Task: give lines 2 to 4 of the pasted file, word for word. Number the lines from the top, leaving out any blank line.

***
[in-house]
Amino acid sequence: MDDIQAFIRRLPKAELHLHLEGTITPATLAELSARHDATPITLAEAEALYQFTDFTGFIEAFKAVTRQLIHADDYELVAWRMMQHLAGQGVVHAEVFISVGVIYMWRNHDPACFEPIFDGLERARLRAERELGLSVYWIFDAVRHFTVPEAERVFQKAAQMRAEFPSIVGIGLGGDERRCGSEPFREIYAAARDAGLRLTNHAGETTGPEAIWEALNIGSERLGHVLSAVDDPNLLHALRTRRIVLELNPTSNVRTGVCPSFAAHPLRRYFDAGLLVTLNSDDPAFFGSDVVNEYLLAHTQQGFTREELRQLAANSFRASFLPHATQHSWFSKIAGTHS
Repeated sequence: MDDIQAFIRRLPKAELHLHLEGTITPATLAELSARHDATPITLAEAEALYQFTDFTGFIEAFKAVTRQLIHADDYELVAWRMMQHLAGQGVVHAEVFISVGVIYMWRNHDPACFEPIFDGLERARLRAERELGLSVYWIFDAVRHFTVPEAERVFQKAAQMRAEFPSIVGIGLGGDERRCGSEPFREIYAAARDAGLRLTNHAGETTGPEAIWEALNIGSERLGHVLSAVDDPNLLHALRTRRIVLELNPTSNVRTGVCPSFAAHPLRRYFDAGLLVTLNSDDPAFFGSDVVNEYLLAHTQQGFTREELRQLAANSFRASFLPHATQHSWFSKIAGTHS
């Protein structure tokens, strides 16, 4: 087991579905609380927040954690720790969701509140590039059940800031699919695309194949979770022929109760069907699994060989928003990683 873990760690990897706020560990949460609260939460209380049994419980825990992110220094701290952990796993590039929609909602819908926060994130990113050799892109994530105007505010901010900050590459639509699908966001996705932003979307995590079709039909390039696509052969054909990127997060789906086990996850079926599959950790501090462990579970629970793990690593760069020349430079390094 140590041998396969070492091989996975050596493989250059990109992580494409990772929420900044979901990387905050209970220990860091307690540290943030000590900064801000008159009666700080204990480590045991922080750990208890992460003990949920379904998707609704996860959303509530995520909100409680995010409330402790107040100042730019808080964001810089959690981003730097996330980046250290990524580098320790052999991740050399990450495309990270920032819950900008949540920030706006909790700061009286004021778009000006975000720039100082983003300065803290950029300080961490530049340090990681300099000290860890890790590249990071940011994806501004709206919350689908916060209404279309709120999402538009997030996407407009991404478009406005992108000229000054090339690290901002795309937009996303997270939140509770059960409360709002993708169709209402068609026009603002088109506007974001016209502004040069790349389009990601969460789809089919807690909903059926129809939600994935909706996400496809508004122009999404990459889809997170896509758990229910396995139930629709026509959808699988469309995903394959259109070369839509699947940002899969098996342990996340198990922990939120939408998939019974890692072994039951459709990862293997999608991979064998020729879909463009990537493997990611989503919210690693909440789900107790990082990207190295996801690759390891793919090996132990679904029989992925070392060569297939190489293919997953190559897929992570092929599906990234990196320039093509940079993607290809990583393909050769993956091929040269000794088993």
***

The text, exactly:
Amino acid sequence: MDDIQAFIRRLPKAELHLHLEGTITPATLAELSARHDATPITLAEAEALYQFTDFTGFIEAFKAVTRQLIHADDYELVAWRMMQHLAGQGVVHAEVFISVGVIYMWRNHDPACFEPIFDGLERARLRAERELGLSVYWIFDAVRHFTVPEAERVFQKAAQMRAEFPSIVGIGLGGDERRCGSEPFREIYAAARDAGLRLTNHAGETTGPEAIWEALNIGSERLGHVLSAVDDPNLLHALRTRRIVLELNPTSNVRTGVCPSFAAHPLRRYFDAGLLVTLNSDDPAFFGSDVVNEYLLAHTQQGFTREELRQLAANSFRASFLPHATQHSWFSKIAGTHS
Repeated sequence: MDDIQAFIRRLPKAELHLHLEGTITPATLAELSARHDATPITLAEAEALYQFTDFTGFIEAFKAVTRQLIHADDYELVAWRMMQHLAGQGVVHAEVFISVGVIYMWRNHDPACFEPIFDGLERARLRAERELGLSVYWIFDAVRHFTVPEAERVFQKAAQMRAEFPSIVGIGLGGDERRCGSEPFREIYAAARDAGLRLTNHAGETTGPEAIWEALNIGSERLGHVLSAVDDPNLLHALRTRRIVLELNPTSNVRTGVCPSFAAHPLRRYFDAGLLVTLNSDDPAFFGSDVVNEYLLAHTQQGFTREELRQLAANSFRASFLPHATQHSWFSKIAGTHS
């Protein structure tokens, strides 16, 4: 087991579905609380927040954690720790969701509140590039059940800031699919695309194949979770022929109760069907699994060989928003990683 873990760690990897706020560990949460609260939460209380049994419980825990992110220094701290952990796993590039929609909602819908926060994130990113050799892109994530105007505010901010900050590459639509699908966001996705932003979307995590079709039909390039696509052969054909990127997060789906086990996850079926599959950790501090462990579970629970793990690593760069020349430079390094 140590041998396969070492091989996975050596493989250059990109992580494409990772929420900044979901990387905050209970220990860091307690540290943030000590900064801000008159009666700080204990480590045991922080750990208890992460003990949920379904998707609704996860959303509530995520909100409680995010409330402790107040100042730019808080964001810089959690981003730097996330980046250290990524580098320790052999991740050399990450495309990270920032819950900008949540920030706006909790700061009286004021778009000006975000720039100082983003300065803290950029300080961490530049340090990681300099000290860890890790590249990071940011994806501004709206919350689908916060209404279309709120999402538009997030996407407009991404478009406005992108000229000054090339690290901002795309937009996303997270939140509770059960409360709002993708169709209402068609026009603002088109506007974001016209502004040069790349389009990601969460789809089919807690909903059926129809939600994935909706996400496809508004122009999404990459889809997170896509758990229910396995139930629709026509959808699988469309995903394959259109070369839509699947940002899969098996342990996340198990922990939120939408998939019974890692072994039951459709990862293997999608991979064998020729879909463009990537493997990611989503919210690693909440789900107790990082990207190295996801690759390891793919090996132990679904029989992925070392060569297939190489293919997953190559897929992570092929599906990234990196320039093509940079993607290809990583393909050769993956091929040269000794088993």